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So trainfiles is a list that contains the files' directory and name e.g. ['../train/1.npy' , '../train/2.npy'] and then I create a dataset as shown in the middle of the code then I apply it to model fit function

just adding shuffle=True in the argument for model fit function doesn't do anything it seems. How do I go about shuffling the trainfiles correctly? i.e. when does the trainGenerator function gets executed? i.e. does it gets executed 516 times when generating 1 batch?

can I just add random.shuffle(trainfiles) right above the for-loop in trainGenerator?

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  • $\begingroup$ Typically the generator generates one batch per call to next(). How many files do you have? I'm wondering if the generator approach is actually not the best one. $\endgroup$ – Matthew May 7 '20 at 0:53
  • $\begingroup$ I'm dealing with over 75000 npy files. I tried concatenating all the files into one big npy and i get Out Of Memory problem. $\endgroup$ – Kevin Kim May 7 '20 at 3:11
  • $\begingroup$ @Matthew do you think i can just add random.shuffle(trainfiles) right above the for-loop? $\endgroup$ – Kevin Kim May 7 '20 at 3:12
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The big issue here is that your generator yields after each file is loaded. This means that your batch size is always the number of examples stored in each file and that the training examples in each batch are always the same.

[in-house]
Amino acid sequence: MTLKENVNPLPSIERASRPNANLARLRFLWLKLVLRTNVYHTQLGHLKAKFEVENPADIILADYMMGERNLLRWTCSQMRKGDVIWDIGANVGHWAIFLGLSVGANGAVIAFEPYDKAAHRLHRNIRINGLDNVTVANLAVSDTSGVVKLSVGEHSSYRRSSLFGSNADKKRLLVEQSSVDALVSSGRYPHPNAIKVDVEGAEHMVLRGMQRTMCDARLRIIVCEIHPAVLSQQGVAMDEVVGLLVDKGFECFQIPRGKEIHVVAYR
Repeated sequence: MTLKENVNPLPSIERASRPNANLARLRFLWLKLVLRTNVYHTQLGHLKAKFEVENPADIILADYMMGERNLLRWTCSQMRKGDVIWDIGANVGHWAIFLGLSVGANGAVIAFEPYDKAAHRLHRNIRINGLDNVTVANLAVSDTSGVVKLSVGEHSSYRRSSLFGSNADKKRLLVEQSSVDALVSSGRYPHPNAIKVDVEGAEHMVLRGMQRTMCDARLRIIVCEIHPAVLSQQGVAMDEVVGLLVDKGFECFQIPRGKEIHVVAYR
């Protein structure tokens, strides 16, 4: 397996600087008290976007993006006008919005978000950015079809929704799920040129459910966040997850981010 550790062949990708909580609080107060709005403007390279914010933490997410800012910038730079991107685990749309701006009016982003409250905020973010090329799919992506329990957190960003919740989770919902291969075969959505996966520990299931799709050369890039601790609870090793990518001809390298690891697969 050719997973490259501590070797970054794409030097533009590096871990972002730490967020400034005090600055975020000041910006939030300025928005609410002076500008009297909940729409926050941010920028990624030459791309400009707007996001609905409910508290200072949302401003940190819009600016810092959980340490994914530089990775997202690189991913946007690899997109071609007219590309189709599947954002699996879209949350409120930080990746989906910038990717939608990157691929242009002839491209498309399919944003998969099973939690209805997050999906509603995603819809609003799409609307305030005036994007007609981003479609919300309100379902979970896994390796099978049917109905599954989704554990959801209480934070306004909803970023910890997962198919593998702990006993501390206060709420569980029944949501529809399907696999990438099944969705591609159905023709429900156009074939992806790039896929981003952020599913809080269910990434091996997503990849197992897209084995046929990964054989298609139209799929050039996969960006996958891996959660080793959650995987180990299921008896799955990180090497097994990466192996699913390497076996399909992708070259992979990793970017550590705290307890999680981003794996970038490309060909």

You can absolutely shuffle the order of the files, but that's just shuffling the batch order around and not shuffling data examples among batches, which is very important for the optimizer. (Each batch yields an estimate of the gradient of the loss function with respect to the model parameters given the particular batch data. The more combinations of examples you're able to give the network, the better you're able to estimate the gradient with respect to the training set.) There are lots of ways to try to fix this, the Tensorflow docs have tutorials for some of them. (You could load a random set of files and deliver batches that contain their data intermixed, then load more, etc)

Also, you have 75,000 files that appear to be (40, 40, 15). That means the whole dataset is (3 000 000, 40, 15) if all the files are the same size, which is ~14.4 GB if you're storing the data as np.float64. That's big, but not ridiculous. You could probably get a significant chunk of that in memory at once, which is probably better.

Is this float data? If so, do you need that level of precision (np.float64, the default)? I'm guessing probably not. If you can store it as np.float32 or even np.float16, you might be able to just get the whole thing in memory. If not, you could load it as bigger chunks (half the dataset at once, maybe) and intermix examples among them. Just something to think about.

EDIT:

Also, if you're going to concatenate them all, don't do it in a loop with a big array and iteratively concatenate the smaller arrays:

# NO

big_array = np.load("first_train_file.npy")

for train_file in rest_of_train_files:
    tmp_file = np.load(train_file)
    np.concat((big_array, tmp_file), axis=0)

# YES

list_of_little_arrays = []

for train_file in all_train_files:
    tmp_file = np.load(train_file)
    list_of_little_arrays.append(tmp_file)

all_data = np.concatenate(list_of_little_arrays)

You're going to have loads of memory problems using the first way. I don't know that that's what you tried or not, but just in case.

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  • $\begingroup$ As for shuffling the training examples among batches, i.e. each batch isn't going to have the same training examples, I've tried that, but the training seems too sporadic. I do understand that the more combinations of examples I give to the NN, it should generalize better, but the loss fluctuates too much than usual. Another surprising thing about that is if the validation score is say 1.6, then on the test score, it's actually 2.1 or something. Before shuffling the examples among batches, the val score was somewhat close to the test score tho $\endgroup$ – Kevin Kim May 11 '20 at 19:19

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